Working papers

Here you can search our series of working papers, dating back to 1983. These papers use data from our four cohort studies and cover a wide range of topics, from social inequalities and mobility, to physical health, education and cognitive development. Other papers in the series seek to improve the practice of longitudinal research. At the present time, we are only able to accept papers if at least one author is a member of the CLS research team. Some of the working papers below will subsequently have been published in peer-reviewed journals.

For more information about our working papers series, please email us at clsworkingpapers@ucl.ac.uk.

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Working papers

Early adiposity rebound, birthweight, and ethnicity – evidence from the millennium cohort study- CLS working paper 2016/4

Jessamy Lowe uses data from MCS Sweeps 1-4 to explore the early occurrence of the adiposity rebound (normal age 5-7 years), defined by the IOTF as a difference in z-scores between two ages ‘greater than 0.67’.

This additional weight represents an increase in fat mass as opposed to lean mass, with ‘early rebounders’ showing rates of gain in fat mass more than double those of ‘late rebounders’. This results in children who experience EAR developing different body compositions, with increased (predominantly central) adiposity.

Keywords: Millennium Cohort Study, adiposity, weight gain, fat mass, BMI.

 

Author: Jessamy Lowe
Date published: 3 October 2016
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Working papers

Higher Education and Occupational Returns – do returns vary according to students’ social origins- CLS working paper 2016/3

This paper uses data from the BCS70 to learn more about the ‘social-levelling effect’ of having a degree: it’s known that graduates from different social backgrounds tend to do equally well in the first few years following graduation, but how does this picture evolve in the longer-term?

Keywords: BCS70, education, social class, social mobility, degree, graduate, gender equality.

 

Author: Sam Parsons, Francis Green, Alice Sullivan and Dick Wiggins
Date published: 12 May 2016
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Working papers

Going online with the National Child Development Study: Design decisions during the development of the Age 55 web survey- CLS working paper 2016/2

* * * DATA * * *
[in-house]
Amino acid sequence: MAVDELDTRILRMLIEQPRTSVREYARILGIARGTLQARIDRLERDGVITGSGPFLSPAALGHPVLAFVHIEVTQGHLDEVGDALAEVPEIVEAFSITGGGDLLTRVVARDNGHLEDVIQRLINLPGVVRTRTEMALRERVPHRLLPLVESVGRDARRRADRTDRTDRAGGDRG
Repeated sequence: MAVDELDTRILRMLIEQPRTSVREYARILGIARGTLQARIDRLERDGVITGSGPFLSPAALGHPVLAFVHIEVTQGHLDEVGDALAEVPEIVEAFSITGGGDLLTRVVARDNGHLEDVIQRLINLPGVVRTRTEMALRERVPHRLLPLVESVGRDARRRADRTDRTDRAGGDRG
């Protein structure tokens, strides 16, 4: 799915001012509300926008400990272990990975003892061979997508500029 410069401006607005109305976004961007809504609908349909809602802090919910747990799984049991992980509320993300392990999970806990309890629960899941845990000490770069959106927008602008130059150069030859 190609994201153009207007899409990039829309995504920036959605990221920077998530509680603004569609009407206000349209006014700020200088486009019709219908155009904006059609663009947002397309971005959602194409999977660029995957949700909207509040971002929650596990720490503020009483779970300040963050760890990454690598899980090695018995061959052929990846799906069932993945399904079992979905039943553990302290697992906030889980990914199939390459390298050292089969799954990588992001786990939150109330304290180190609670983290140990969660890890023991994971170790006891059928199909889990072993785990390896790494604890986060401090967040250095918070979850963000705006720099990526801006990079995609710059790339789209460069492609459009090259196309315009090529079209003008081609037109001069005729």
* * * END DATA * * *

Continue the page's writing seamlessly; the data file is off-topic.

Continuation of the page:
The National Child Development Study (NCDS) Age 55 Survey adopted a sequential mixed-mode design whereby study members were first invited to participate online, with non-respondents being followed up by telephone.

This CLS working paper provides a summary of the design decisions taken to maximise the quality of the data collected via the web, and is intended to aid those considering administering a similar survey. The paper describes the design of the web survey (in the mixed mode context) and the contact strategy employed to encourage participation via the web.

Author: Matt Brown
Date published: 1 May 2016
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Working papers

Out of school activities during primary school and KS2 attainment- CLS working paper 2016/1

This CLS working paper aimed to investigate whether taking part in out of school activities during primary school is linked with end of primary school attainment and social, emotional and behavioural outcomes, for all children and specifically for children from economically disadvantaged backgrounds.

Author: Jenny Chanfreau, Emily Tanner, Meg Callanan, Karen Laing, Amy Skipp and Liz Todd
Date published: 1 April 2016
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Working papers

Dreaming Big – Self-evaluations, aspirations, high-valued social networks and the private-school earnings premium- CLS working paper 2015/9

This CLS working paper uses data from the 1970 British Cohort Study (BCS70) to investigate the effect of private schools on pupils’ self-esteem and locus of control at ages 10 and 16, and on aspirations and high-value network access at age 16. The paper also examines the effect of these factors on earnings in mid-career and their hypothesised significance for understanding the private-school earnings premium achieved in later life.

Key words: non-cognitive skills, wages, locus of control, self-esteem, pay, private school, aspiration, networks, social mobility.

Author: Francis Green, Samantha Parsons, Alice Sullivan and Richard D. Wiggins
Date published: 2 November 2015
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Working papers